accept, with alacrity, the honour of serving under the eyes of a powerful and liberal monarch; and admonished them that the commands of Augustus required an instant and cheerful obedience. The soldiers, who were apprehensive of offending their general by an indecent clamour, or of belying their sentiments by false and venal acclamations, maintained an obstinate silence, and, after a short pause, were dismissed to their quarters. The principal officers were entertained by the Csesar, who professed, in the warmest language of friendship, his desire and his inability to reward, according to their deserts, the brave companions of his victories. They retired from the feast, full of grief and perplexity; and lamented the hardship of their fate, which tore them from their beloved general and their native country. The only expedient which could prevent their separation was boldly agitated and approved; the popular resentment was insensibly moulded into a regular conspiracy; their just reasons of complaint were heightened by passion, and their passions were inflamed by wine ; as, on the eve of their departure, the troops were indulged in licentious festivity. At the hour of midnight, the impetuous multitude, with swords and bowls ** and torches in their hands, rushed into the suburbs; encompassed the palace;9 and, careless of future dangers, pronounced the fatal and irrevocable words, Julian Augustus! The prince, whose anxious suspense was interrupted by their disorderly acclamations, secured the doors against their intrusion; and, as long as it was in his power, secluded his person and dignity from the accidents of a nocturnal tumult. At the dawn of day, the soldiers, whose zeal was irritated by opposition, forcibly entered the palace, seized, with respectful violence, the object of their choice, guarded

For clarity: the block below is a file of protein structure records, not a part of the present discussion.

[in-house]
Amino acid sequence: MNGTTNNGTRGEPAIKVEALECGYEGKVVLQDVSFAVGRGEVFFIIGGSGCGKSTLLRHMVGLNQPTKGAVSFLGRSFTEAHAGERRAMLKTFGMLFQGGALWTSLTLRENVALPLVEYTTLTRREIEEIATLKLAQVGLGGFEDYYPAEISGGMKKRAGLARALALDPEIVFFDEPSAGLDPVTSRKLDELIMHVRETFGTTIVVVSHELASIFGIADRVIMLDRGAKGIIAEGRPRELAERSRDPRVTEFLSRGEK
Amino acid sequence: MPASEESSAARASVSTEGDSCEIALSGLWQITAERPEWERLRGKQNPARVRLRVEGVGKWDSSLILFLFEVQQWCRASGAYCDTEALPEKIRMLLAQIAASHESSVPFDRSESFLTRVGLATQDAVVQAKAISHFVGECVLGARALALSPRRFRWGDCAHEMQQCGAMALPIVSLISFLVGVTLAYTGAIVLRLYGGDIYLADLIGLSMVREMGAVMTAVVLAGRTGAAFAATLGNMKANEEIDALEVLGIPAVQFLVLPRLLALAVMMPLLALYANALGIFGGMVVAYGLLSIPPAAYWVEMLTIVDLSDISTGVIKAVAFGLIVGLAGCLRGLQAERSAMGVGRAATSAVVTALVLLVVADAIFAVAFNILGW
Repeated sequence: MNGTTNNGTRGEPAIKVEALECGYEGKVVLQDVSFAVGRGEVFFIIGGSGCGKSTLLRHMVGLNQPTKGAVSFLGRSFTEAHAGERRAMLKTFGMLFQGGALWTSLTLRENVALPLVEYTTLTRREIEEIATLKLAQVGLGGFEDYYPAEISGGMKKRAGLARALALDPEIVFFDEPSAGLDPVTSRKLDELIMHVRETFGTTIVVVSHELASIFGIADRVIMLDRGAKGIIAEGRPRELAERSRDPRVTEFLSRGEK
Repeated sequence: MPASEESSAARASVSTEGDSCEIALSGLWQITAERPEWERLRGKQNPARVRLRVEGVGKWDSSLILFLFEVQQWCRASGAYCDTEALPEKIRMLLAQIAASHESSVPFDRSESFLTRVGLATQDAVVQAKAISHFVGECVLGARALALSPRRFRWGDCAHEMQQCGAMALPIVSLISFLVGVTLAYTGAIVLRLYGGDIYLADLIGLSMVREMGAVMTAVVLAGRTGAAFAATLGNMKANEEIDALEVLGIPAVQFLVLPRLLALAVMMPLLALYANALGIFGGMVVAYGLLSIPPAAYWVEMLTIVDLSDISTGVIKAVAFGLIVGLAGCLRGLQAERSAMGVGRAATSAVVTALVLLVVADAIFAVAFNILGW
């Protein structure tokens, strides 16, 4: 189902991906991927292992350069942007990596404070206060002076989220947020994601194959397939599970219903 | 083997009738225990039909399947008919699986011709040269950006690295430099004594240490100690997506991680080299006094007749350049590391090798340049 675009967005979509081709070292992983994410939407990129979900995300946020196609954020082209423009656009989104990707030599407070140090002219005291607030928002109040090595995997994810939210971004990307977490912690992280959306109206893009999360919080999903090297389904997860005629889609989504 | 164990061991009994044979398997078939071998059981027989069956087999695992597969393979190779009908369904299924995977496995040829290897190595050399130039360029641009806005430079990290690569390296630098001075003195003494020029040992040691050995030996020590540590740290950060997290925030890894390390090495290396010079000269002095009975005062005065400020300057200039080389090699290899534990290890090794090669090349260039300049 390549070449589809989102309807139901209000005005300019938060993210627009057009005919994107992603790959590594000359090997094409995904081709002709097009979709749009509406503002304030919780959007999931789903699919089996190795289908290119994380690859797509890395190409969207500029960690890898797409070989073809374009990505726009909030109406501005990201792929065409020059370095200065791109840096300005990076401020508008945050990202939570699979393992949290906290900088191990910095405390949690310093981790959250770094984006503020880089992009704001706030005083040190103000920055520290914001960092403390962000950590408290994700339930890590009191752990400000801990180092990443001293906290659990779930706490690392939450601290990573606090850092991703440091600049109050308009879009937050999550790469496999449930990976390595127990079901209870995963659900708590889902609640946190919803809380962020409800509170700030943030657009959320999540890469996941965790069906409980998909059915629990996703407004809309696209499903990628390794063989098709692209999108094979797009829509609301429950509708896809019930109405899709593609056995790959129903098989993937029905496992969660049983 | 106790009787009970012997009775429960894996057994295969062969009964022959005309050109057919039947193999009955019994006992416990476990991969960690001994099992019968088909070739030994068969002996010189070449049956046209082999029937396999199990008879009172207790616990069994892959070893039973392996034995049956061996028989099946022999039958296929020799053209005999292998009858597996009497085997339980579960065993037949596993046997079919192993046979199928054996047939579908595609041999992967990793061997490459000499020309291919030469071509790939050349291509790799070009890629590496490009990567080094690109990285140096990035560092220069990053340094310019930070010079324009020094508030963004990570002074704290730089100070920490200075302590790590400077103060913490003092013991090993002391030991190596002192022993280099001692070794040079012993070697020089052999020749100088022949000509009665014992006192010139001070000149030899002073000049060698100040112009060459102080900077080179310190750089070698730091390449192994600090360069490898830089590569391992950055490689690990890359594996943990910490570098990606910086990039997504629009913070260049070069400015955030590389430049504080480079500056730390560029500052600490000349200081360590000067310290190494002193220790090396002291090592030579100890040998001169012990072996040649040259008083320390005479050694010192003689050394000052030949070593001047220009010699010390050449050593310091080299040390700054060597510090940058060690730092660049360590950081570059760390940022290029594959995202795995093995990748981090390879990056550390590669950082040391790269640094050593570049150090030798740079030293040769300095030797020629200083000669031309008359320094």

85 [So quarto rightly (Zos. iii. 9); Smith's text and others give bowsl] • Most probably the palace of the baths (Thermarum), of which a solid and lofty hall still subsists in the rue de la Harfe. The buildings covered a considerable space of the modern quarter of the University; and the gardens, under the Merovingian kings, communicated with the abbey of St. Germain des Prez. By the injuries of time and the Normans, this ancient palace was reduced, in the twelfth century, to a maze of ruins; whose dark recesses were the scene of licentious love.